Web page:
The Beast from The East

As Scotland emerges from our early March run-in with the Beast from the East and we start to see the green breaking through the white, is this the time to worry about what damage has gone on underneath the layer of Narnia melting before our eyes?

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Snow cover, believe it or not, can actually be quite beneficial for the trees and shrubs in your garden. Snow acts as an insulator from cold temperature extremes, providing protection a little like an igloo. Cold weather, particularly frost, can cause the water in plant cells to freeze, damaging the cell wall. Frost-damaged plants are easy to spot as their growth becomes limp, blackened and distorted and evergreen plants can turn brown. Cold temperatures can freeze the ground deeply too, which can damage the root systems of shrubs and trees.  A blanket of snow cover snuggles the plant and can also give protection from harsh, drying winter winds.

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Secondly, snow can help reduce the loss of moisture, especially in evergreens as even in the cold months of winter, drying winds evaporate moisture from the needles and foliage of evergreens. Hardy plants and tough evergreens can be damaged by prolonged spells of severe cold when the soil becomes frozen and plant roots are unable to take up water and plants can die from lack of moisture, even in Winter.  As the covering of snows begin to melt, moisture is provided to the soil to help new growth expand.

Much of the damage caused in our gardens when it snows is actually as a result of  repeated freezing and thawing. Alternate freezing and thawing of the soil pushes shallow plant roots out of the soil, sometimes known as soil heaving, leaving roots exposed to cold, drying winds as well as damaging susceptible flower buds. Poorly established or shallowly rooted plants such as strawberries and chrysanthemums can be prone to heaving.  Many of these effects can be counteracted by applying a thicker layer of mulch like bark, wood chips or shredded leaves around shallow rooted plants towards the end of Autumn ahead of the cold, Winter spell.  As temperatures warm up in the Spring, be careful to keep mulch pulled slightly back from the crowns of perennials that are susceptible to rot. A cover of several inches of snow  is a good insulator against the freeze and thaw cycles that heave plants out of the ground.  The process of freezing and thawing itself indeed has been said to improve  and lighten soil structure making it easier for plants to root and therby increasing productivity.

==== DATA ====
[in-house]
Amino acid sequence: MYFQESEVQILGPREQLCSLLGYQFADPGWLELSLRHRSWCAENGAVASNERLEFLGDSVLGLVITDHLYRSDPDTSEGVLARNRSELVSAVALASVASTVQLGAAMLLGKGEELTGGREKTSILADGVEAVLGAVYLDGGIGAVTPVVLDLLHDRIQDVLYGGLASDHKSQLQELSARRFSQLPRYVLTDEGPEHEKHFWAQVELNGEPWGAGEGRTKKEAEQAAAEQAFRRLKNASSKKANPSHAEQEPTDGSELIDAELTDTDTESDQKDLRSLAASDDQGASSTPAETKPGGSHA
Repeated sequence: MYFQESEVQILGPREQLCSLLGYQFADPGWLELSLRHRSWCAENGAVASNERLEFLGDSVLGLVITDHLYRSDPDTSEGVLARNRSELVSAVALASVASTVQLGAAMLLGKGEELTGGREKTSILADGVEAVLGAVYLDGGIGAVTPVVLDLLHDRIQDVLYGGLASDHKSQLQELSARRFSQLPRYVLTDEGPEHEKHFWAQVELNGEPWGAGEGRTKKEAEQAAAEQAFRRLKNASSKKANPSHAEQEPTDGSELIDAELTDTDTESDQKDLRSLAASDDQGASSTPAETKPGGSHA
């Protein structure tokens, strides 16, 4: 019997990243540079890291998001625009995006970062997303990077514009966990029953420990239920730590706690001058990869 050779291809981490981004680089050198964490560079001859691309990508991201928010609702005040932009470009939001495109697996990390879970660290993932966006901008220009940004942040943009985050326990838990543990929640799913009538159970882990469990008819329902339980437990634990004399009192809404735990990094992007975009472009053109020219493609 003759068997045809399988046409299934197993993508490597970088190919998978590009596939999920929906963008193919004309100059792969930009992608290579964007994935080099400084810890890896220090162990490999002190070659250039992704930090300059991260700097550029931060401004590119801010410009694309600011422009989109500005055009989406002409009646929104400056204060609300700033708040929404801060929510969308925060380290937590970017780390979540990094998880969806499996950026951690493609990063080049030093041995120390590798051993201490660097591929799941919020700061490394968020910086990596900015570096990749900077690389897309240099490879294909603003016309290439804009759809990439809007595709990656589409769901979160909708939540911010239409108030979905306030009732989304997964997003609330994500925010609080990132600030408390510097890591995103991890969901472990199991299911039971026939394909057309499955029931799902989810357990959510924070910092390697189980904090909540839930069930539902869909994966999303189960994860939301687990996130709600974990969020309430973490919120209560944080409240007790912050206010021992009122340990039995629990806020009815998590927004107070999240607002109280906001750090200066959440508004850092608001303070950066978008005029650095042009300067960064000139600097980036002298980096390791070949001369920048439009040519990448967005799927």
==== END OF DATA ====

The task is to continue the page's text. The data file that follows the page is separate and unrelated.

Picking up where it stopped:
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Snow has even been referred to in the past as the poor man’s fertilizer and this is not just an old gardener’s tale. The science behind that is that as snow falls through the atmosphere, nitrogen and sulphur attach to the flakes. When the snow melts, these elements are released into the soil and absorbed by plants.  Nitrogen in particular, is essential to plant growth.

Certain plants actually need a cold period before setting into growth and a ground covering of snow will also cool Spring bulbs like daffodils and crocuses, often just delaying not damaging their blooms. Roses are even said to flower better after a hard winter and apples and pears set more fruit.

So if you have been despairing over the last few days as you’ve watched your garden sink under a descending Narnia, fear not, Mother Nature has indeed provided many benefits to the life of your flora under a beautiful blanket of white, you just cannot yet see the glory!



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